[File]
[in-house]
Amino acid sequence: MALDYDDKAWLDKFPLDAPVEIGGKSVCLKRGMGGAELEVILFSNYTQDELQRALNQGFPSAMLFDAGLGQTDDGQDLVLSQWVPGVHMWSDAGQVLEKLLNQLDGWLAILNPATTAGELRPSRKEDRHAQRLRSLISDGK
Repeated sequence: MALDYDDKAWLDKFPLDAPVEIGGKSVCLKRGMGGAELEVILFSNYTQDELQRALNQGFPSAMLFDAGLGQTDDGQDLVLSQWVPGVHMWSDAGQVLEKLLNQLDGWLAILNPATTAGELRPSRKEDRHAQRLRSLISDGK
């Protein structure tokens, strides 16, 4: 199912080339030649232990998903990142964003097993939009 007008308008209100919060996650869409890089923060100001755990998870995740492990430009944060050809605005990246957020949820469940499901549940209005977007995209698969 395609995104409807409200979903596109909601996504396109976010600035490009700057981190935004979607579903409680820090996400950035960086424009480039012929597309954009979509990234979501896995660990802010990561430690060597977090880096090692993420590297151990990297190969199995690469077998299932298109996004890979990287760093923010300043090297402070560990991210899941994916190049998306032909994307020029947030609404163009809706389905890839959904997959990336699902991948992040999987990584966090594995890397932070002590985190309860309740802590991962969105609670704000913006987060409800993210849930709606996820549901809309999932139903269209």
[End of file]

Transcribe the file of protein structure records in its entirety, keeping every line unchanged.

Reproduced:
[in-house]
Amino acid sequence: MALDYDDKAWLDKFPLDAPVEIGGKSVCLKRGMGGAELEVILFSNYTQDELQRALNQGFPSAMLFDAGLGQTDDGQDLVLSQWVPGVHMWSDAGQVLEKLLNQLDGWLAILNPATTAGELRPSRKEDRHAQRLRSLISDGK
Repeated sequence: MALDYDDKAWLDKFPLDAPVEIGGKSVCLKRGMGGAELEVILFSNYTQDELQRALNQGFPSAMLFDAGLGQTDDGQDLVLSQWVPGVHMWSDAGQVLEKLLNQLDGWLAILNPATTAGELRPSRKEDRHAQRLRSLISDGK
């Protein structure tokens, strides 16, 4: 199912080339030649232990998903990142964003097993939009 007008308008209100919060996650869409890089923060100001755990998870995740492990430009944060050809605005990246957020949820469940499901549940209005977007995209698969 395609995104409807409200979903596109909601996504396109976010600035490009700057981190935004979607579903409680820090996400950035960086424009480039012929597309954009979509990234979501896995660990802010990561430690060597977090880096090692993420590297151990990297190969199995690469077998299932298109996004890979990287760093923010300043090297402070560990991210899941994916190049998306032909994307020029947030609404163009809706389905890839959904997959990336699902991948992040999987990584966090594995890397932070002590985190309860309740802590991962969105609670704000913006987060409800993210849930709606996820549901809309999932139903269209």